American Titan … of Mercy: Mother Cabrini

The story of Mother Cabrini is one instance of the story of women in the Church across her whole history, serving in imitation of Our Lady, the Handmaid of the Lord and the New Eve, hearing the Word of the Lord, answering God’s call, and doing extraordinary works by prayer and service to all in need.



By Chris Sparks

America is very fond of titans.

We love our titans of industry, figures like Andrew Carnegie, Thomas Edison, Henry Ford, J.P. Morgan, John D. Rockefeller, and Cornelius Vanderbilt.

We are fascinated by our titans of film and television, especially those from the Golden Age of cinema, like Bette Davis, Humphrey Bogart, Katharine Hepburn, Gregory Peck, or Gary Cooper.

And we’re fond of extraordinary statesmen, figures like George Washington, Thomas Jefferson, Theodore Roosevelt and Abraham Lincoln, all of whom we’ve featured in titanic sculptures at Mount Rushmore.

Thanks be to God, we’ve had titans of sanctity, as well, in our nation’s relatively brief history. But many Americans probably don’t remember their names.

“Cabrini,” a new film from Angel Studios (who’ve also produced “The Chosen”) aims to change that.

Don’t miss it.

Extraordinary women
Before Mother Teresa of Calcutta, there was Mother Frances Xavier Cabrini (1850-1917), the first U.S. citizen to be canonized a saint. A model of the spirituality of trust and the works of mercy, the Italian-born founder of the Missionary Sisters of the Sacred Heart established an “empire of hope,” beginning in New York City and expanding into a network of orphanages, hospitals, and other charitable works across the globe – all in spite of illness, American xenophobia, and every obstacle. 

Her story has been told beautifully in “Cabrini,” now showing in theaters everywhere.

I watched the movie last Friday night when it opened on International Women’s Day, March 8. The movie was proof of what I already knew: We Catholics have in our communion of saints some of the most extraordinary women in world history, and their stories absolutely deserve to be remembered and celebrated.

A model for us all
Mother Cabrini was positively, consistently heroic throughout her life, enduring serious illness rather like her fellow saint, St. Faustina Kowalska, to persist in her religious vocation, serve the poorest of the poor several generations before Mother Teresa began her work, and overcome every obstacle to serve the Divine Mercy.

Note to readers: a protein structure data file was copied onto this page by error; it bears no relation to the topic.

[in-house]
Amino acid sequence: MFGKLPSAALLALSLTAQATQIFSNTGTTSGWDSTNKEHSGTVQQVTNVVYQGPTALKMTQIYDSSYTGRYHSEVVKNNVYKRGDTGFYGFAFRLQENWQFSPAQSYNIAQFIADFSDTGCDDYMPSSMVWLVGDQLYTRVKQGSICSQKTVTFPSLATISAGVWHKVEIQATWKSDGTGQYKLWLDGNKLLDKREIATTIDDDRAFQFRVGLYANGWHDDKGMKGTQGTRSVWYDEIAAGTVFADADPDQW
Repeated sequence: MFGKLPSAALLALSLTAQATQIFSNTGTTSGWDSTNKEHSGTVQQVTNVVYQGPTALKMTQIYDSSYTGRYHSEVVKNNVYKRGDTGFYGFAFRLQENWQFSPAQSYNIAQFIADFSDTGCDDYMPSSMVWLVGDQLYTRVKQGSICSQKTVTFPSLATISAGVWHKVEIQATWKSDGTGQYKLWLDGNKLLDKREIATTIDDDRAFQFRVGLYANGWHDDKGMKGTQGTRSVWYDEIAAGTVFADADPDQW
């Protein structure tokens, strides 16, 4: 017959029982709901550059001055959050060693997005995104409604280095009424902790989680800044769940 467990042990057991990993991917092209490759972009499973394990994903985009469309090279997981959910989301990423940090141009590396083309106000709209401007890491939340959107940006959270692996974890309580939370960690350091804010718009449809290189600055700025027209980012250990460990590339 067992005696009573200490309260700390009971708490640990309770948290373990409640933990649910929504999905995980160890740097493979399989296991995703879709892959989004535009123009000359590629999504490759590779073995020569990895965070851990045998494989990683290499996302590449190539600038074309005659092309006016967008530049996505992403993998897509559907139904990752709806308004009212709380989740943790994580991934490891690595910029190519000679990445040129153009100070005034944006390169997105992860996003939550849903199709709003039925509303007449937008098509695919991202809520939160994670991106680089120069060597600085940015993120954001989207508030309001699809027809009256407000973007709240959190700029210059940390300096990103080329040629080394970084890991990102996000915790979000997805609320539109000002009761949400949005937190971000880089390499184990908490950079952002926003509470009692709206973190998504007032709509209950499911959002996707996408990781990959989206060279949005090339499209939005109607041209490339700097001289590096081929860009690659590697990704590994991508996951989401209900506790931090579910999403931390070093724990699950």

In the case of Mother Cabrini, her work was to create one of the largest charitable networks in world history to that point in time. In spite of the limitations her neighbors attempted to impose on her because of she was Italian, a woman, a Catholic, or a foreigner, Mother Cabrini was innocent as a dove and wise as a serpent (see Mt 10:16), as Jesus tells us to be. She carried her cross (and the crosses of many others, as well!). 

Historical reality
Happily, this new film allows Mother Cabrini to be a saint. It does not force onto her the doubts or questions of the modern world, a world that has forgotten that sanctity is not an imaginary ideal, but a historical reality, a fact of the Catholic Church’s existence, sacramental practice, and service to those in need. 

The movie does not rewrite Mother Cabrini’s biography to make her more palatable to modern viewers, but rather allows her religious vocation, her Catholicism, and her life with her sisters to frame the narrative of her struggle with American authorities and attitudes, as well as the understandable caution of some at the Holy See when confronted by a founder of a religious community with few earthly means and enormous plans for expansion.

Remember our history
The story of Mother Cabrini is one instance of the story of women in the Church across her whole history, serving in imitation of Our Lady, the Handmaid of the Lord and the New Eve, hearing the Word of the Lord, answering God’s call, and doing extraordinary works by prayer and service to all in need.

Her heroic persistence, her prophetic determination, and her respect for authorities, shown as she continues to deal with the hierarchies of the world and of the Church, even after receiving some ultimately mistaken “No’s” — all of this serves as a model for Catholic women and all of us today.

Well-acted (Cristiana Dell’Anna in the title role is a revelation), well edited, well-composed, the movie offers to us today what then-Cardinal Ratzinger once called the two great arguments for the truth of the Catholic faith: beauty and the saints.

Inspiration
Do your bit to remember the life and work of a tremendous saint and servant of God and neighbor. Go see this movie. Let the story of Mother Cabrini inspire you, and give you hope in these dark times we endure today. Remember that the saints are real, have lived in similarly hard times, and have changed the world for the better again and again across our history. 

The light shines, as it has always shone, in the darkness, and the darkness does not comprehend it (Jn 1:5). 

Mother Cabrini, pray for us!
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UNST

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